This agreement is expected to lower network capital and operating expenses for LightSquared by more than $13 billion over the next eight years in comparison with the cost of a stand-alone network build. LightSquared expects the deployment of the nationwide 4G-LTE network to be completed more than one year ahead of the Federal Communications Commission (FCC) mandate to cover 260 million Americans by 2015.

LightSquared has also entered into a 3G nationwide roaming agreement with Sprint. With access to Sprint’s 3G nationwide network, LightSquared’s wholesale customers will be able to offer combined 4G/3G data services as soon as LightSquared launches its first 4G markets in 2012.

“This spectrum hosting agreement with LightSquared allows Sprint to more efficiently use its Network Vision platform,” said Steve Elfman, president of Network Operations and Wholesale for Sprint. “In addition to improving our cash flow, it provides additional options and flexibility in how we meet our customers’ future capacity needs.”

“This agreement gives LightSquared a rapid and cost-effective radio access network build,” said LightSquared Chairman and CEO Sanjiv Ahuja. “With our next generation satellite already operational and our independent core network build underway, LightSquared is now well positioned to meet the fast-growing market demand for wireless broadband services with its wholesale-only integrated 4G-LTE and satellite network.”

The agreement is subject to LightSquared’s obtaining resolution and FCC approval of certain interference issues involving terrestrial use of the L-Band spectrum.

“We believe LightSquared, in cooperation with the FCC and adjacent spectrum users, is taking proactive steps to address and resolve these issues in a timely manner,” said Elfman.

About LightSquared

LightSquared’s mission is to revolutionize the U.S. wireless industry. With the creation of the first-ever, wholesale-only nationwide 4G-LTE network integrated with satellite coverage, LightSquared offers people the speed, value and reliability of universal connectivity, wherever they are in the United States. As a wholesale-only operator, LightSquared will deploy an open 4G wireless broadband network to be used by existing and new service providers to sell their own devices, applications and services – at a competitive cost and without retail competition from LightSquared. The deployment and operation of LightSquared’s network represent more than $14 billion of private investment over the next eight years. For more information about LightSquared, please go to, and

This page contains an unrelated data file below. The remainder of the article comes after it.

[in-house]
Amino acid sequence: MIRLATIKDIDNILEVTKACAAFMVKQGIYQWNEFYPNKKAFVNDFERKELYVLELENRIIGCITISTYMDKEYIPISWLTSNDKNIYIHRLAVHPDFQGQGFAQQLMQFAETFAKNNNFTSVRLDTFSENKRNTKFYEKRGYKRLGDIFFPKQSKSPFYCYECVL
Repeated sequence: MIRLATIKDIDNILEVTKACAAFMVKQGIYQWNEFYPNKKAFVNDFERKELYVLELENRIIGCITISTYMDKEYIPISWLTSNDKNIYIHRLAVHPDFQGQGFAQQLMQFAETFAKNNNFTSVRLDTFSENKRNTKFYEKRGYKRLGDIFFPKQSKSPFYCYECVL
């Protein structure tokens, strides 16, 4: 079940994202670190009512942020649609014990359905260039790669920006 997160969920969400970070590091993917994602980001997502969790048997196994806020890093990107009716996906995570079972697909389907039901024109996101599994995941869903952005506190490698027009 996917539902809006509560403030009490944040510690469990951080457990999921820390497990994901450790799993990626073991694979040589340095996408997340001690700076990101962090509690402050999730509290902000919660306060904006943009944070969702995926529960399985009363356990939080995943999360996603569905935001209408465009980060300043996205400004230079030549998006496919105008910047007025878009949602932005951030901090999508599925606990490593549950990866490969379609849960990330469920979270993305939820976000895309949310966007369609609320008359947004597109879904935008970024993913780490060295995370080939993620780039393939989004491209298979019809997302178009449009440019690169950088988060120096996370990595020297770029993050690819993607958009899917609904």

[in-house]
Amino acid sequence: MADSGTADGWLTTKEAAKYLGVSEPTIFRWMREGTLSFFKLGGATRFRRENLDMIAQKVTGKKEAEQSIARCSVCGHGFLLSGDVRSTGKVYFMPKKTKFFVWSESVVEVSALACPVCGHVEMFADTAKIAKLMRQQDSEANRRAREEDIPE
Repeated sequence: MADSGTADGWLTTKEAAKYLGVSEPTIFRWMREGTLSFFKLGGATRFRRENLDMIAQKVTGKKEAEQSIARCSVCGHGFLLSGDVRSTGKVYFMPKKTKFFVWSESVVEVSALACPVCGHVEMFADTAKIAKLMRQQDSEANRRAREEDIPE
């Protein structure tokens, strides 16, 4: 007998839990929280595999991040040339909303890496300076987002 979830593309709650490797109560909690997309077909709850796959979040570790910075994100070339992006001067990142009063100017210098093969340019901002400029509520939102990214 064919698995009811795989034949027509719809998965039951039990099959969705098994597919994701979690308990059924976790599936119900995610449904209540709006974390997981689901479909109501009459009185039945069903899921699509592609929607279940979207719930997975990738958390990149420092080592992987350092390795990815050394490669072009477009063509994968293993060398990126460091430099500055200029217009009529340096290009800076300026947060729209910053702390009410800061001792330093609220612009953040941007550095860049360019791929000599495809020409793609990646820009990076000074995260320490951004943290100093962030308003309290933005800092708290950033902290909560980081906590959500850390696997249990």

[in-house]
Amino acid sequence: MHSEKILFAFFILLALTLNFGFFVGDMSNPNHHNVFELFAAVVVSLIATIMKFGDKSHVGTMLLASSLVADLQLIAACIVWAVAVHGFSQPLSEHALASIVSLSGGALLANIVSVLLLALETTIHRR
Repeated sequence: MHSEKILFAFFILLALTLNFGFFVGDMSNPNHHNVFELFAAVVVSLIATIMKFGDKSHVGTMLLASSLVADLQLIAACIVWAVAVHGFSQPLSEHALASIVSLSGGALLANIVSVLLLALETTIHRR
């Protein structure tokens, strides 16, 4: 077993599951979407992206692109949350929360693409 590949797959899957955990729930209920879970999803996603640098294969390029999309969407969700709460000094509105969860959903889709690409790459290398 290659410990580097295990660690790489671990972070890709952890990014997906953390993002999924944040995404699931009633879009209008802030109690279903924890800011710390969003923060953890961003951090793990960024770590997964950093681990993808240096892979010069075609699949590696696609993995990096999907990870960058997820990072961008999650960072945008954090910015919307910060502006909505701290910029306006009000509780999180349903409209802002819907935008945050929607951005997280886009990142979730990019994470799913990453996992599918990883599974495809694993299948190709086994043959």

About Sprint Nextel

Sprint Nextel offers a comprehensive range of wireless and wireline communications services bringing the freedom of mobility to consumers, businesses and government users. Sprint Nextel served more than 51 million customers at the end of 1Q 2011 and is widely recognized for developing, engineering and deploying innovative technologies, including the first wireless 4G service from a national carrier in the United States; offering industry-leading mobile data services, leading prepaid brands including Virgin Mobile USA, Boost Mobile, and Assurance Wireless; instant national and international push-to-talk capabilities; and a global Tier 1 Internet backbone. Newsweek ranked Sprint No. 6 in its 2010 Green Rankings, listing it as one of the nation’s greenest companies, the highest of any telecommunications company. You can learn more and visit Sprint at or and

Forward Looking Statement

“Safe Harbor” Statement under the Private Securities Litigation Reform Act of 1995

This news release includes “forward-looking statements” of Sprint and LightSquared within the meaning of the securities laws. The statements in this news release regarding expected financial savings, new technologies, networks, products, and potential interference issues, as well as other statements that are not historical facts, are forward-looking statements. The words “estimate,” “project,” “forecast,” “intend,” “expect,” “believe,” “target,” and similar expressions are intended to identify forward-looking statements. Forward-looking statements are estimates and projections reflecting management’s judgment based on currently available information and involve a number of risks and uncertainties that could cause actual results to differ materially from those suggested by the forward-looking statements. With respect to these forward-looking statements, management of each of Sprint and LightSquared has made assumptions regarding, among other things, development and deployment of new technologies and networks; operating costs; efficiencies and cost savings of multi-mode technologies; customer and network usage; customer growth and retention; pricing; service, coverage and quality, including potential interference issues; and the timing of various events. Sprint Nextel and LightSquared believe these forward-looking statements are reasonable; however, you should not place undue reliance on forward-looking statements, which are based on current expectations and speak only as of the date of this release. Sprint Nextel and LightSquared are not obligated to publicly release any revisions to forward-looking statements to reflect events after the date of this release. Sprint Nextel provides a detailed discussion of risk factors in periodic SEC filings, including its annual report on Form 10-K for the year ended December 31, 2010 in Part I, Item 1A, “Risk Factors,” and in Part II, Item 1A “Risk Factors” of its quarterly report on Form 10-Q for the period ended March 30, 2011.